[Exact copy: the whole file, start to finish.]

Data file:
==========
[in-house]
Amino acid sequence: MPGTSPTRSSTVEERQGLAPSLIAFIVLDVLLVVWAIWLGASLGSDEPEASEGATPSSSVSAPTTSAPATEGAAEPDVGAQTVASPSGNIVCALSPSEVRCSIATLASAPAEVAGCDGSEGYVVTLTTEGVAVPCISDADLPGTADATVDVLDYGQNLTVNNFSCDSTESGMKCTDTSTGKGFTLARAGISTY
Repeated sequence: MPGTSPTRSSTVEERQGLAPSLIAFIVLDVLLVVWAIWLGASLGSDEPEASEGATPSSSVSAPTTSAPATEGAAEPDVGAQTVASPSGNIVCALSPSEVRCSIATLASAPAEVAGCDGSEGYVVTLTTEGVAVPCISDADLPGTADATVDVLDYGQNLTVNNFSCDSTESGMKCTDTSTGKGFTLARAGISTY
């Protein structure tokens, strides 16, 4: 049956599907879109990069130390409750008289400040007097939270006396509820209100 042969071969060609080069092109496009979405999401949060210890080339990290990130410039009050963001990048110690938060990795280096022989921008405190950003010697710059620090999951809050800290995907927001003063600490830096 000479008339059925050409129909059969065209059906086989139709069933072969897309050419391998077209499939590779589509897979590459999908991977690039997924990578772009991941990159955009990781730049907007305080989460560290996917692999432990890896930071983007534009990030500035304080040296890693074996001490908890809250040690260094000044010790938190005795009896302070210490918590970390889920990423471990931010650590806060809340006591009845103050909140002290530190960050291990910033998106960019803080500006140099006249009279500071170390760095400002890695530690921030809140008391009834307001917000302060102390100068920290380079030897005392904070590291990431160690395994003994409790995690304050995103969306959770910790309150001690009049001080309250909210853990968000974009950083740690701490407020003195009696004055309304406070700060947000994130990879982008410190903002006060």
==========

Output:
[in-house]
Amino acid sequence: MPGTSPTRSSTVEERQGLAPSLIAFIVLDVLLVVWAIWLGASLGSDEPEASEGATPSSSVSAPTTSAPATEGAAEPDVGAQTVASPSGNIVCALSPSEVRCSIATLASAPAEVAGCDGSEGYVVTLTTEGVAVPCISDADLPGTADATVDVLDYGQNLTVNNFSCDSTESGMKCTDTSTGKGFTLARAGISTY
Repeated sequence: MPGTSPTRSSTVEERQGLAPSLIAFIVLDVLLVVWAIWLGASLGSDEPEASEGATPSSSVSAPTTSAPATEGAAEPDVGAQTVASPSGNIVCALSPSEVRCSIATLASAPAEVAGCDGSEGYVVTLTTEGVAVPCISDADLPGTADATVDVLDYGQNLTVNNFSCDSTESGMKCTDTSTGKGFTLARAGISTY
């Protein structure tokens, strides 16, 4: 049956599907879109990069130390409750008289400040007097939270006396509820209100 042969071969060609080069092109496009979405999401949060210890080339990290990130410039009050963001990048110690938060990795280096022989921008405190950003010697710059620090999951809050800290995907927001003063600490830096 000479008339059925050409129909059969065209059906086989139709069933072969897309050419391998077209499939590779589509897979590459999908991977690039997924990578772009991941990159955009990781730049907007305080989460560290996917692999432990890896930071983007534009990030500035304080040296890693074996001490908890809250040690260094000044010790938190005795009896302070210490918590970390889920990423471990931010650590806060809340006591009845103050909140002290530190960050291990910033998106960019803080500006140099006249009279500071170390760095400002890695530690921030809140008391009834307001917000302060102390100068920290380079030897005392904070590291990431160690395994003994409790995690304050995103969306959770910790309150001690009049001080309250909210853990968000974009950083740690701490407020003195009696004055309304406070700060947000994130990879982008410190903002006060």